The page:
Globe and Mail: Get ready to die, cult followers told

From XFamily - Children of God

Get ready to die, cult followers told

British document prompts concern

The Globe and Mail/1994-02-01

A religious cult has told its 500 British followers that they must be ready to die soon for their faith.

A secret internal document by the Children of God organization tells its members they are being so badly persecuted that "there is no way out but up." Followers are told their deaths would be "promotion" and would make them "martyrs."

The document has triggered concern among groups who monitor the activities of religious cults in Britain. "In the aftermath of Waco," said Ian Haworth of the Cult Information Centre, "I find this chilling and I am very, very concerned for people in that group, especially children growing up in that environment."

The cult contends that the document has no sinister overtones but is simply a colourful exposition of the group's doctrine.

The Children of God is principally a U.S. organization but has a series of British communes, called The Family, based in London; in Ayrshire, Scotland; and at Dunton Bassett, near Leicester.

It was founded in the early 1970s by an evangelical pastor, David Berg. His doctrine advocates promiscuity among group members, and the organization has been dogged by allegations, hotly denied, that its free-love policies mean children are involved in unlawful sexual relations.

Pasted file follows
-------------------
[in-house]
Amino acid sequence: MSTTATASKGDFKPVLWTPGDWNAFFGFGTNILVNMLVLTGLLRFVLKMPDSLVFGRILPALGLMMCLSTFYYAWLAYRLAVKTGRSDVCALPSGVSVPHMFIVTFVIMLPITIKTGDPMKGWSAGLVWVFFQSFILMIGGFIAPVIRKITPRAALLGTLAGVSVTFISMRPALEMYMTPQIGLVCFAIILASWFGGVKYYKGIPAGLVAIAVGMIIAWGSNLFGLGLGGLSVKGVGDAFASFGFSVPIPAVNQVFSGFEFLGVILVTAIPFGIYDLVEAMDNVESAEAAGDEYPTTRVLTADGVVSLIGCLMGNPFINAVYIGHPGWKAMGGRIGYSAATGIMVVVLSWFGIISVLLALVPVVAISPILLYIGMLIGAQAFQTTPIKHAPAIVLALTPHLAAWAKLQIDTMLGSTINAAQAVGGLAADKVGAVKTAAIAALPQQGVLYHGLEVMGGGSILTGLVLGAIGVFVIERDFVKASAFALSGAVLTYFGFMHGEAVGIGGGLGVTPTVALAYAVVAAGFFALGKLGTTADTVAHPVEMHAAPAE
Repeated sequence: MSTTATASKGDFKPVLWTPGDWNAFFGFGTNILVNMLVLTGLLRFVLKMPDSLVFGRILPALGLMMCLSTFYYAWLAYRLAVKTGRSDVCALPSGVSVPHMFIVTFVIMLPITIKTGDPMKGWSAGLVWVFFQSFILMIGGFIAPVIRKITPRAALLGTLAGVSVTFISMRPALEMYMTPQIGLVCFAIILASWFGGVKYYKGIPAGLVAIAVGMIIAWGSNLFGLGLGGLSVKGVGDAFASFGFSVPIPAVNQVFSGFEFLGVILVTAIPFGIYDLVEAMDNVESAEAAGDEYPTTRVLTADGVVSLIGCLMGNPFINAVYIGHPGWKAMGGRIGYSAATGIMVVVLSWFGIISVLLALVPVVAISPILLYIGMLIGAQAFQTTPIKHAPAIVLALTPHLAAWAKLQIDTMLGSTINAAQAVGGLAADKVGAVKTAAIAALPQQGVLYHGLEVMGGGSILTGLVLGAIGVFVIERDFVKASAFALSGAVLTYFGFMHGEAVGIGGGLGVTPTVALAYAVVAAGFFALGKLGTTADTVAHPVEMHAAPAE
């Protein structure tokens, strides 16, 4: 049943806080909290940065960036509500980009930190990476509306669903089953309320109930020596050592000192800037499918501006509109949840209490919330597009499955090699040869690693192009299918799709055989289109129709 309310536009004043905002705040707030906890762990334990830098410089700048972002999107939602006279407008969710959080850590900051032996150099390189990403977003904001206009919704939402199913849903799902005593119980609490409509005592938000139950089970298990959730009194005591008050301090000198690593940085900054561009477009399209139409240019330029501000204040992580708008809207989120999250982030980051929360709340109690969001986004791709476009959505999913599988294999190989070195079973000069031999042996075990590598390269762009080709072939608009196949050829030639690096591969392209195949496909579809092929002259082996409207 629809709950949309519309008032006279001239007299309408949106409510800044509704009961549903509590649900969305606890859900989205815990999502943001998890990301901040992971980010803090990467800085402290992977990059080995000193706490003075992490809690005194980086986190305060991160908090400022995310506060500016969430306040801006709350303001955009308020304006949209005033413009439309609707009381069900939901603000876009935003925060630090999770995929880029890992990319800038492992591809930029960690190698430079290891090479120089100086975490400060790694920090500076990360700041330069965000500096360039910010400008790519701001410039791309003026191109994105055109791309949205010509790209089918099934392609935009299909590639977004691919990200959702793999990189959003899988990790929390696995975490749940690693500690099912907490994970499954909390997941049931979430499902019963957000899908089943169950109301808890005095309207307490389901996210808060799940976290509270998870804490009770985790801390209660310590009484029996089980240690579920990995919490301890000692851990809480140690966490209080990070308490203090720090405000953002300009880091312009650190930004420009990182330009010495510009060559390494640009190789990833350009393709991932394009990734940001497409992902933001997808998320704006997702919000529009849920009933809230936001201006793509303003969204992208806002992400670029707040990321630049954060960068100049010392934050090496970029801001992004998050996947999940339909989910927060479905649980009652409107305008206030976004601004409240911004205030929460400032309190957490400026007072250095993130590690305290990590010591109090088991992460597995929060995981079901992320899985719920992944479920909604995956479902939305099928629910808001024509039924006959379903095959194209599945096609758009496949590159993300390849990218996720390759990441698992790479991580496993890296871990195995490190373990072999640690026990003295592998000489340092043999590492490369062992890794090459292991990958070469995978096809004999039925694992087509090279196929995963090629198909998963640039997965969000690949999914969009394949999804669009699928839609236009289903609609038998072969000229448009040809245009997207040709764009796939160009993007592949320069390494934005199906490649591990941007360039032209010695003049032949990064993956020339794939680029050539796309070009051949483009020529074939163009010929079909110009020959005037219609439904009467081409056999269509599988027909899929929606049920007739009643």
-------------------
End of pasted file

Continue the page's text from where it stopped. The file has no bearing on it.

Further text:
Group documents, including one called Teen Sex, have in the past referred to the ability of children to engage in sexual contact but members insist that this has never been put into practice.

The leaked internal document, called Good News, is one of a series regularly sent to commune heads, ostensibly by Mr. Berg.

At one point, it tells members: "We'll only be delivered when the Lord comes."

It adds, however: "Sorry, there's no way out but up. Just like all the other martyrs, we'll have to pay the price of standing up for the Truth. We'll probably be some of the first of this generation."

Rachel Scott, a spokeswoman for The Family in Leicester, confirmed that the document was genuine but said that "in no way would I interpret that as meaning we are going to kill ourselves."

She said the sect's doctrine is strongly opposed to suicide and violence.